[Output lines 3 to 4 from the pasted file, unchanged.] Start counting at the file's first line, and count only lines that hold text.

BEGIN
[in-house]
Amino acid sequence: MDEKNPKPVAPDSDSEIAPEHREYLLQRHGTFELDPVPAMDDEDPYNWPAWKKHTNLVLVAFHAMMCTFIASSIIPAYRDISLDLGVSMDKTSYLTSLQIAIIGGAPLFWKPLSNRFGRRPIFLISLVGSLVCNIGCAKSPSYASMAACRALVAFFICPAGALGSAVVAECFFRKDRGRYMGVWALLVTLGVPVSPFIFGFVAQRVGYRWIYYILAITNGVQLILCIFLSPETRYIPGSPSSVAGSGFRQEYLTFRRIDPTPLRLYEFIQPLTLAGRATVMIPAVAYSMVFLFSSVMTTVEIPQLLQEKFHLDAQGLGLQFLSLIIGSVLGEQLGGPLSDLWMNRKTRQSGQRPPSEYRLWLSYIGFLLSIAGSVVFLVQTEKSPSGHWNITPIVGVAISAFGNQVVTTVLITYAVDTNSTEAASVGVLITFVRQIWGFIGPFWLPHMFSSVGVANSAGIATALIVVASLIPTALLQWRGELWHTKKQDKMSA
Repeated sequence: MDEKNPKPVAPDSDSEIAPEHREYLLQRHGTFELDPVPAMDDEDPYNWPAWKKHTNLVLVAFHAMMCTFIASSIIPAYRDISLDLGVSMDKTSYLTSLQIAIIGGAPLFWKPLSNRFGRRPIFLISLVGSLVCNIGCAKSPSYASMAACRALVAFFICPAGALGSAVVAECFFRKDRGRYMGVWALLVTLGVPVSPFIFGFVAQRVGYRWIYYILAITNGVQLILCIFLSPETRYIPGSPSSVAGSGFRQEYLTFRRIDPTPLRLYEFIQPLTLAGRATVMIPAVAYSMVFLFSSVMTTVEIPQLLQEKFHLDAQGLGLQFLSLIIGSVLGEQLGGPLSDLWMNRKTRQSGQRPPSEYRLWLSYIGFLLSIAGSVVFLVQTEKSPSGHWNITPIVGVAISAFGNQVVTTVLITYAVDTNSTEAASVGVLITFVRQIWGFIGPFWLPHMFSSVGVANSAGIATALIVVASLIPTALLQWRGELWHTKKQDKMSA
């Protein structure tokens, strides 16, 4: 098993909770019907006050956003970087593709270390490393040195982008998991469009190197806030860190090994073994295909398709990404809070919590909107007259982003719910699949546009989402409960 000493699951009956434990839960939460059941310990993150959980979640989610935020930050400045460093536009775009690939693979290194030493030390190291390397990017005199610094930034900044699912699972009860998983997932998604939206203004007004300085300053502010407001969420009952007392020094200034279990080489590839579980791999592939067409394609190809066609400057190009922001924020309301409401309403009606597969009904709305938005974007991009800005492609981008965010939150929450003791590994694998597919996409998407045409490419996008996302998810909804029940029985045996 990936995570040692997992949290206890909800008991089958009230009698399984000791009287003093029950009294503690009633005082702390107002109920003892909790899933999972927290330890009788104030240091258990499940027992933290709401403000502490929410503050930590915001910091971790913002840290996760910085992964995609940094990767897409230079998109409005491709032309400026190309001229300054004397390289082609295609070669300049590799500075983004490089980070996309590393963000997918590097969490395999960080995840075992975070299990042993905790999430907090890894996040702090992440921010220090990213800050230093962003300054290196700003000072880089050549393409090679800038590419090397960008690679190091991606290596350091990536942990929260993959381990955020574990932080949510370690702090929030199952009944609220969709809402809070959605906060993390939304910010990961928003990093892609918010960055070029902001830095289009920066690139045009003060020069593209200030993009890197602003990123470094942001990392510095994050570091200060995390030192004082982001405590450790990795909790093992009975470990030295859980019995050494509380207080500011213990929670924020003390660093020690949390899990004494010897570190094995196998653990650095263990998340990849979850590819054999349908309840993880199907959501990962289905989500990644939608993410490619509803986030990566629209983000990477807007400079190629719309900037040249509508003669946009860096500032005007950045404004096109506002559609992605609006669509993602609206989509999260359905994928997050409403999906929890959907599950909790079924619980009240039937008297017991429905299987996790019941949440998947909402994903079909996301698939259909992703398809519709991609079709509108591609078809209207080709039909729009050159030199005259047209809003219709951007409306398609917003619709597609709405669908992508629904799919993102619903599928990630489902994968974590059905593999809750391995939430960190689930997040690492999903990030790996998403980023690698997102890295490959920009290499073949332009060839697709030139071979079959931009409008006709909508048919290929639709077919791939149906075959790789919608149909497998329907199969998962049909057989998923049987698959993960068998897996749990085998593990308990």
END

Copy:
Repeated sequence: MDEKNPKPVAPDSDSEIAPEHREYLLQRHGTFELDPVPAMDDEDPYNWPAWKKHTNLVLVAFHAMMCTFIASSIIPAYRDISLDLGVSMDKTSYLTSLQIAIIGGAPLFWKPLSNRFGRRPIFLISLVGSLVCNIGCAKSPSYASMAACRALVAFFICPAGALGSAVVAECFFRKDRGRYMGVWALLVTLGVPVSPFIFGFVAQRVGYRWIYYILAITNGVQLILCIFLSPETRYIPGSPSSVAGSGFRQEYLTFRRIDPTPLRLYEFIQPLTLAGRATVMIPAVAYSMVFLFSSVMTTVEIPQLLQEKFHLDAQGLGLQFLSLIIGSVLGEQLGGPLSDLWMNRKTRQSGQRPPSEYRLWLSYIGFLLSIAGSVVFLVQTEKSPSGHWNITPIVGVAISAFGNQVVTTVLITYAVDTNSTEAASVGVLITFVRQIWGFIGPFWLPHMFSSVGVANSAGIATALIVVASLIPTALLQWRGELWHTKKQDKMSA
């Protein structure tokens, strides 16, 4: 098993909770019907006050956003970087593709270390490393040195982008998991469009190197806030860190090994073994295909398709990404809070919590909107007259982003719910699949546009989402409960 000493699951009956434990839960939460059941310990993150959980979640989610935020930050400045460093536009775009690939693979290194030493030390190291390397990017005199610094930034900044699912699972009860998983997932998604939206203004007004300085300053502010407001969420009952007392020094200034279990080489590839579980791999592939067409394609190809066609400057190009922001924020309301409401309403009606597969009904709305938005974007991009800005492609981008965010939150929450003791590994694998597919996409998407045409490419996008996302998810909804029940029985045996 990936995570040692997992949290206890909800008991089958009230009698399984000791009287003093029950009294503690009633005082702390107002109920003892909790899933999972927290330890009788104030240091258990499940027992933290709401403000502490929410503050930590915001910091971790913002840290996760910085992964995609940094990767897409230079998109409005491709032309400026190309001229300054004397390289082609295609070669300049590799500075983004490089980070996309590393963000997918590097969490395999960080995840075992975070299990042993905790999430907090890894996040702090992440921010220090990213800050230093962003300054290196700003000072880089050549393409090679800038590419090397960008690679190091991606290596350091990536942990929260993959381990955020574990932080949510370690702090929030199952009944609220969709809402809070959605906060993390939304910010990961928003990093892609918010960055070029902001830095289009920066690139045009003060020069593209200030993009890197602003990123470094942001990392510095994050570091200060995390030192004082982001405590450790990795909790093992009975470990030295859980019995050494509380207080500011213990929670924020003390660093020690949390899990004494010897570190094995196998653990650095263990998340990849979850590819054999349908309840993880199907959501990962289905989500990644939608993410490619509803986030990566629209983000990477807007400079190629719309900037040249509508003669946009860096500032005007950045404004096109506002559609992605609006669509993602609206989509999260359905994928997050409403999906929890959907599950909790079924619980009240039937008297017991429905299987996790019941949440998947909402994903079909996301698939259909992703398809519709991609079709509108591609078809209207080709039909729009050159030199005259047209809003219709951007409306398609917003619709597609709405669908992508629904799919993102619903599928990630489902994968974590059905593999809750391995939430960190689930997040690492999903990030790996998403980023690698997102890295490959920009290499073949332009060839697709030139071979079959931009409008006709909508048919290929639709077919791939149906075959790789919608149909497998329907199969998962049909057989998923049987698959993960068998897996749990085998593990308990």